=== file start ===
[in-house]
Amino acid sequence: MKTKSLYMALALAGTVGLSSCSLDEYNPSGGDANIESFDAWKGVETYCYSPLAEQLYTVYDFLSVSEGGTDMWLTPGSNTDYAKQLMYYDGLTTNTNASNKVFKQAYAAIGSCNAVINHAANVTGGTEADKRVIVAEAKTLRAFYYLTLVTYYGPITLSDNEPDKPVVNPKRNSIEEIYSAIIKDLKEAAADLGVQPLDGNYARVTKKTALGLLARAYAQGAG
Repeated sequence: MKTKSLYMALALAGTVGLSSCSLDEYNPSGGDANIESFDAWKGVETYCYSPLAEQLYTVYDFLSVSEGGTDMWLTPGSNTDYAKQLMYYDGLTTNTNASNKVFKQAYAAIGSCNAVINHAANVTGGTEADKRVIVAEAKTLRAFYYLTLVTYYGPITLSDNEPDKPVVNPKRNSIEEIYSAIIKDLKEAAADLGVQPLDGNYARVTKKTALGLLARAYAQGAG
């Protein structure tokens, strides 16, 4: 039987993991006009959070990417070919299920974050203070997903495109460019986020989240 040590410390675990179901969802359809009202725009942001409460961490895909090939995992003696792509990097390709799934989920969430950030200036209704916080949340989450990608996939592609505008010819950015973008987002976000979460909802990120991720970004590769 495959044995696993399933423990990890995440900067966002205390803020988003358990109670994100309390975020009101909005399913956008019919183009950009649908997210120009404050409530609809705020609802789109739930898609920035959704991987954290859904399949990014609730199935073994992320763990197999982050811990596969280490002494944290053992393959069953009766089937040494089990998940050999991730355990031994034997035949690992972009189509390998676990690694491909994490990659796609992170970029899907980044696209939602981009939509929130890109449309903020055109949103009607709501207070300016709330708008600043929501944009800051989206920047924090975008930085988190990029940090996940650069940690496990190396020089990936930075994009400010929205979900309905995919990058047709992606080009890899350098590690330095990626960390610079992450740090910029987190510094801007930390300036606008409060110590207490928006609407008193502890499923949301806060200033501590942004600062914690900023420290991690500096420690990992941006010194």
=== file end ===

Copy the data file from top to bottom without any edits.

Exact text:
[in-house]
Amino acid sequence: MKTKSLYMALALAGTVGLSSCSLDEYNPSGGDANIESFDAWKGVETYCYSPLAEQLYTVYDFLSVSEGGTDMWLTPGSNTDYAKQLMYYDGLTTNTNASNKVFKQAYAAIGSCNAVINHAANVTGGTEADKRVIVAEAKTLRAFYYLTLVTYYGPITLSDNEPDKPVVNPKRNSIEEIYSAIIKDLKEAAADLGVQPLDGNYARVTKKTALGLLARAYAQGAG
Repeated sequence: MKTKSLYMALALAGTVGLSSCSLDEYNPSGGDANIESFDAWKGVETYCYSPLAEQLYTVYDFLSVSEGGTDMWLTPGSNTDYAKQLMYYDGLTTNTNASNKVFKQAYAAIGSCNAVINHAANVTGGTEADKRVIVAEAKTLRAFYYLTLVTYYGPITLSDNEPDKPVVNPKRNSIEEIYSAIIKDLKEAAADLGVQPLDGNYARVTKKTALGLLARAYAQGAG
């Protein structure tokens, strides 16, 4: 039987993991006009959070990417070919299920974050203070997903495109460019986020989240 040590410390675990179901969802359809009202725009942001409460961490895909090939995992003696792509990097390709799934989920969430950030200036209704916080949340989450990608996939592609505008010819950015973008987002976000979460909802990120991720970004590769 495959044995696993399933423990990890995440900067966002205390803020988003358990109670994100309390975020009101909005399913956008019919183009950009649908997210120009404050409530609809705020609802789109739930898609920035959704991987954290859904399949990014609730199935073994992320763990197999982050811990596969280490002494944290053992393959069953009766089937040494089990998940050999991730355990031994034997035949690992972009189509390998676990690694491909994490990659796609992170970029899907980044696209939602981009939509929130890109449309903020055109949103009607709501207070300016709330708008600043929501944009800051989206920047924090975008930085988190990029940090996940650069940690496990190396020089990936930075994009400010929205979900309905995919990058047709992606080009890899350098590690330095990626960390610079992450740090910029987190510094801007930390300036606008409060110590207490928006609407008193502890499923949301806060200033501590942004600062914690900023420290991690500096420690990992941006010194």